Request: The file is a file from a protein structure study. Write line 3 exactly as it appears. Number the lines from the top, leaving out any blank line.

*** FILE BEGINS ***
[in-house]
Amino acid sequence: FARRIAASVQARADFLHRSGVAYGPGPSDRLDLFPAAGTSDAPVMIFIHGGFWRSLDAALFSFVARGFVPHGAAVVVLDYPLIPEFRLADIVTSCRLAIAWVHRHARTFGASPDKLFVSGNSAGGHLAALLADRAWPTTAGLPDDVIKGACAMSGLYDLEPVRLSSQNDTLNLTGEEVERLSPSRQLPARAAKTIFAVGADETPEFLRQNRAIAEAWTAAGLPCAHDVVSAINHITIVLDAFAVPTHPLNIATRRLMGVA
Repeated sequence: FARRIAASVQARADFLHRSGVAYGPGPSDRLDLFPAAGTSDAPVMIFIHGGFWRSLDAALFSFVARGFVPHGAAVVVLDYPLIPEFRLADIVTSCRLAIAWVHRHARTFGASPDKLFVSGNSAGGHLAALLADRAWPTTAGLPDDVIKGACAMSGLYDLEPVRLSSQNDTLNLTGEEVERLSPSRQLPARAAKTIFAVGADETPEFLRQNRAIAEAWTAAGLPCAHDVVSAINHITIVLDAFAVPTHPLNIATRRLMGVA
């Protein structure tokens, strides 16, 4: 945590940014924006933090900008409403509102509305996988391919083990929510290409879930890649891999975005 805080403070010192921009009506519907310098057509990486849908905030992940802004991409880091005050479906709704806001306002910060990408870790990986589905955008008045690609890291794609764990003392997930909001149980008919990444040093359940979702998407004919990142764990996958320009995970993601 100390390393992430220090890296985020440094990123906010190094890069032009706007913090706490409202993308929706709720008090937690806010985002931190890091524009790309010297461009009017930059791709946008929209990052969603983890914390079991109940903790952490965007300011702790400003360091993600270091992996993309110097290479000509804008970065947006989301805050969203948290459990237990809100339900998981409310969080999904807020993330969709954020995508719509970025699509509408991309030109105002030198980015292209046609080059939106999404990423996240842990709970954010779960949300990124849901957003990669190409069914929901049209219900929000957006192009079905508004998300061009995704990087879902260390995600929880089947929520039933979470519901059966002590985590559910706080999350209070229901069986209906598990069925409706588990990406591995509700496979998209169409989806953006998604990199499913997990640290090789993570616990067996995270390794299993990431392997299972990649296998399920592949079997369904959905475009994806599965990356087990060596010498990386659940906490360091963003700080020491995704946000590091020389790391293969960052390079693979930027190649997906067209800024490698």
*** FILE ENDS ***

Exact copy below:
Repeated sequence: FARRIAASVQARADFLHRSGVAYGPGPSDRLDLFPAAGTSDAPVMIFIHGGFWRSLDAALFSFVARGFVPHGAAVVVLDYPLIPEFRLADIVTSCRLAIAWVHRHARTFGASPDKLFVSGNSAGGHLAALLADRAWPTTAGLPDDVIKGACAMSGLYDLEPVRLSSQNDTLNLTGEEVERLSPSRQLPARAAKTIFAVGADETPEFLRQNRAIAEAWTAAGLPCAHDVVSAINHITIVLDAFAVPTHPLNIATRRLMGVA